Discover your family's story.
Enter a grandparent's name to get started.
George Hughes. Since coming to the United States, in 1882, George Hughes had been connected with the management of vast farming and ranching enterprises. For years he took care of the interests of others, in both Texas and Kansas, but during the past five years had been carrying on operations on his own account, and is now the owner of a handsome property on Rochester Road, north of North Topeka, which is known as the Stanley farm.
George Hughes was born at Brighton, England, in 1865, and is a son of Thomas H. and Frances (Ford) Hughes. His father was born about 1820, in Berkshire, England, while his mother was a native of Pingrevie, Cornwall. The Ford family is a very ancient one, and it is a tradition that the Fords went to England with William the Conqueror and were given the country of Cornwall as they were the only ones who could subdue the natives. Thomas H. and Frances Hughes were the parents of four sons and three daughters: James, who died in London, in 1914; Caroline, who passed away in that city in 1906, as the wife of the Rev. Frazier Cornish; John, who died in London in 1897; Mary, of Whitechapel, England, where she had charge of a charitable institution; Arthur, who is detained in Italy by reason of the European war; George, of this review; and Lillian, who, with her husband, was lost in the wreck of the Titanie when it struck an iceberg in mid-ocean, she being on her way to visit her brother, George.
George Hughes was educated in his native country and in 1882 came to the United States and went to the Pan Handle of Texas, where he secured employment with the 101 Ranch, one of the greatest enterprises of its kind in the world. Mr. Hughes continued with the concern for two years in Texas, and during this time showed such marked ability, both in the handling of men and in the management of the business affairs, that in 1885 he was transferred to Kansas, to take charge of the company’s new ranch of 10,000 acres, located in Chase County. There he continued as the manager of the 101 Ranch, of the Texas Cattle Company until 1887, when the Bock Island Railroad was built through Chase County and the large ranch became dissolved. Mr. Hughes was then employed by varions concerns in the capacity of manager and superintendent, discharging every duty so well that he built up a state-wide reputation in this connection. In 1903 he took charge of the interests of the Hughes family, which concerned the management of 1,900 acres of Chase County land, and remained in that capacity up to and including the year 1907. In 1908 he changed his residence to Topeka, where he built a large, modern residence at No, 1627 Buchanan Street, and in 1911 bought a fine farm four miles north of North Topeka, on Rochester Road, this being known as the Stanley Farm. On this tract of 140 acres, Mr. Hughes is doing general farming, under modern methods, and with the most up-to-date machinery. He had also made a decided success of the stock business, and in the year 1914 sold ninety-four head of hogs and a large number of cattle. He expects his sales this year to be much greater. It is Mr. Hughes’ policy to do well by those in his employ who show fidelity and loyalty, and is trying Henry Ford’s plan in this connection. He makes his tenant his partner, a policy that is working out exceedingly well, paying a moderate wage, but giving also an additional wage of 10 per cent of the gross sales from his farm. In the ownership and management of this property, Mr. Hughes had as a partner Mr. Bradshaw, also an experienced farmer and stockman, and the combination had been matually beneficial. As a good business man, Mr. Hughes had contributed to the commercial and industrial strength of his community, as a progressive agriculturist he is also a factor in Shawnee County’s growth and development, and as a citizen he takes a part in the things that are worth while and making for civic benefit. His standing in commercial circles in an excellent one and had been built up through years of honorable and straightforward dealing with his fellows. He is a member of several of the leading fraternal orders.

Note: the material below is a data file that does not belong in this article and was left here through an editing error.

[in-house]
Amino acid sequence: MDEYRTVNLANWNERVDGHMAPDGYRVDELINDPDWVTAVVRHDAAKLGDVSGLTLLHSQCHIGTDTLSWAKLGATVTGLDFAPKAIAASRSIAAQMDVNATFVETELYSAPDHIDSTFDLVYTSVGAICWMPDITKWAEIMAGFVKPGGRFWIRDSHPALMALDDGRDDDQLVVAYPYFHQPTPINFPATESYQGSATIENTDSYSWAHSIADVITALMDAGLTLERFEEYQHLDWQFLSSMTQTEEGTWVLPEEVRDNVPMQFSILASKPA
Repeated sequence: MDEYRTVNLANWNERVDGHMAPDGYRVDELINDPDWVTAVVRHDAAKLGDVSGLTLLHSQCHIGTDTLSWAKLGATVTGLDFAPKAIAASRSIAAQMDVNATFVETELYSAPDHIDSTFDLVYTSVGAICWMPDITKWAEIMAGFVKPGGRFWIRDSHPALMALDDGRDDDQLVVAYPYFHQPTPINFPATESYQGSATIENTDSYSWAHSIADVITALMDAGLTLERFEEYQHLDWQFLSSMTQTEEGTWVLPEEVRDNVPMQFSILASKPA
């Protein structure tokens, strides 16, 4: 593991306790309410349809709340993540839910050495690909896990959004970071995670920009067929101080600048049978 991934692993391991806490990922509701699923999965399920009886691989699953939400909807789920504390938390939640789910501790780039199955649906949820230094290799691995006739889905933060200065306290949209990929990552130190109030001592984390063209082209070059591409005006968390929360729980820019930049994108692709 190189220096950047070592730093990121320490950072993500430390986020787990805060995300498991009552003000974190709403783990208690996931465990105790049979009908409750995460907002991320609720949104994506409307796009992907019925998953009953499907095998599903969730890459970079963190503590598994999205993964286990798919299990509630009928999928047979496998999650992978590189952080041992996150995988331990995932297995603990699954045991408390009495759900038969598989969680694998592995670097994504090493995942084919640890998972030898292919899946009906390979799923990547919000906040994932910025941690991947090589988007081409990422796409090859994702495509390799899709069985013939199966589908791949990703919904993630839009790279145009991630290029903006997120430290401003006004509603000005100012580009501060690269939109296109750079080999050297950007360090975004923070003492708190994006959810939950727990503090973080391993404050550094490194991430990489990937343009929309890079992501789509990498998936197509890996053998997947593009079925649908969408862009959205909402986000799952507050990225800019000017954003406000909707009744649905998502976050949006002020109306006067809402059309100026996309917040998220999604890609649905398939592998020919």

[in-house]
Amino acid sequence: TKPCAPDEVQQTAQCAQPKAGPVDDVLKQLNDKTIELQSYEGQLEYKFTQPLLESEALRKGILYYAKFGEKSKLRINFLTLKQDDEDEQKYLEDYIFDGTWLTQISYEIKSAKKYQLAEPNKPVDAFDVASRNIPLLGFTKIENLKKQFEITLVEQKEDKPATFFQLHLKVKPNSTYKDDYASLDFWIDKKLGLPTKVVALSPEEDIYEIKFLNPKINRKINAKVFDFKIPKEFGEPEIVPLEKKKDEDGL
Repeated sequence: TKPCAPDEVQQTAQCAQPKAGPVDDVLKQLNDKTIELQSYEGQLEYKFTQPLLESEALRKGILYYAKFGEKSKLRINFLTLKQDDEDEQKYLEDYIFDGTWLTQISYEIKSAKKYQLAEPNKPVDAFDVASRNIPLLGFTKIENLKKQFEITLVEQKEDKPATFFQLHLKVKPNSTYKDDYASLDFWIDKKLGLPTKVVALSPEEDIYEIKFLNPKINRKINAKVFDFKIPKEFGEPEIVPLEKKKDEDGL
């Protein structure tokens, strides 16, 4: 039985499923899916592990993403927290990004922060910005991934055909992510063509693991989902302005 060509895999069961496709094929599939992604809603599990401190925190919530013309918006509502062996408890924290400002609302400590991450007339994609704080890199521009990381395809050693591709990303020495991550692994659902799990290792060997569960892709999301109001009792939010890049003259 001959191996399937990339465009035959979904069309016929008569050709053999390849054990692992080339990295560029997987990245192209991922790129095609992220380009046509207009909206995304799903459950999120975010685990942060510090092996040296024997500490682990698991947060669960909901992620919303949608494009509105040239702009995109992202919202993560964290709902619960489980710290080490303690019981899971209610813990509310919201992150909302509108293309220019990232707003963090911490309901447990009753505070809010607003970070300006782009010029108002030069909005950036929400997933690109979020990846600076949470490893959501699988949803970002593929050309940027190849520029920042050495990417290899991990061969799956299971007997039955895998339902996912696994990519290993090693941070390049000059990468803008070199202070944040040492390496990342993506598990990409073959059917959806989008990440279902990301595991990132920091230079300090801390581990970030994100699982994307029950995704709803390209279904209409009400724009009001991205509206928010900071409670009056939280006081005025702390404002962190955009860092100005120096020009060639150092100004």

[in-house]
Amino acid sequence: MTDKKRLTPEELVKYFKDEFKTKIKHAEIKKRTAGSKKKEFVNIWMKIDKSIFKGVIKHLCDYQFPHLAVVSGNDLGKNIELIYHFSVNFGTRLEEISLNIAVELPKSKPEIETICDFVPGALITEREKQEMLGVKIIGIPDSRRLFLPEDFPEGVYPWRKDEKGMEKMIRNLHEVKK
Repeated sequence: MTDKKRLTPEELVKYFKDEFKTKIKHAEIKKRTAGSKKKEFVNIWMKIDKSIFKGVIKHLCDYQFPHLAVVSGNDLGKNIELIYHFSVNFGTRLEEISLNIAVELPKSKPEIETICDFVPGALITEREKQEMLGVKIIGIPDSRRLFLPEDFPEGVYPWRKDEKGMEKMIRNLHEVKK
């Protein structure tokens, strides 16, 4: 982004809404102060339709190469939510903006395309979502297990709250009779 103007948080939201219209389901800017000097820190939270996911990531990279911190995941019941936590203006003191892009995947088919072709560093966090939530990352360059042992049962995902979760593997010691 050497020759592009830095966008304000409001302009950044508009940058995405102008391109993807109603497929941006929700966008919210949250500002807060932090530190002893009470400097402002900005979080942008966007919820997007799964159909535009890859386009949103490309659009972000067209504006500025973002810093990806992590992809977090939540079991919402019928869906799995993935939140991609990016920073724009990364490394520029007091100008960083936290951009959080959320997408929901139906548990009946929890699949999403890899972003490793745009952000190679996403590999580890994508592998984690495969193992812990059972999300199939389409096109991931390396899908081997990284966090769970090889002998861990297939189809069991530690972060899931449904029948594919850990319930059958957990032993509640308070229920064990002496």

In 1902, Mr. Hughes was united in marriage with Miss Leua Cogdell, of Sedgwick County, Kansas, a member of an old family from Virginia, and a daughter of Richard Cogdell, sheriff of Sedgwick County. Mr. and Mrs. Hughes have three children, namely: Thomas, aged eleven years; Caroline, who is nine years old; and George, aged seven years.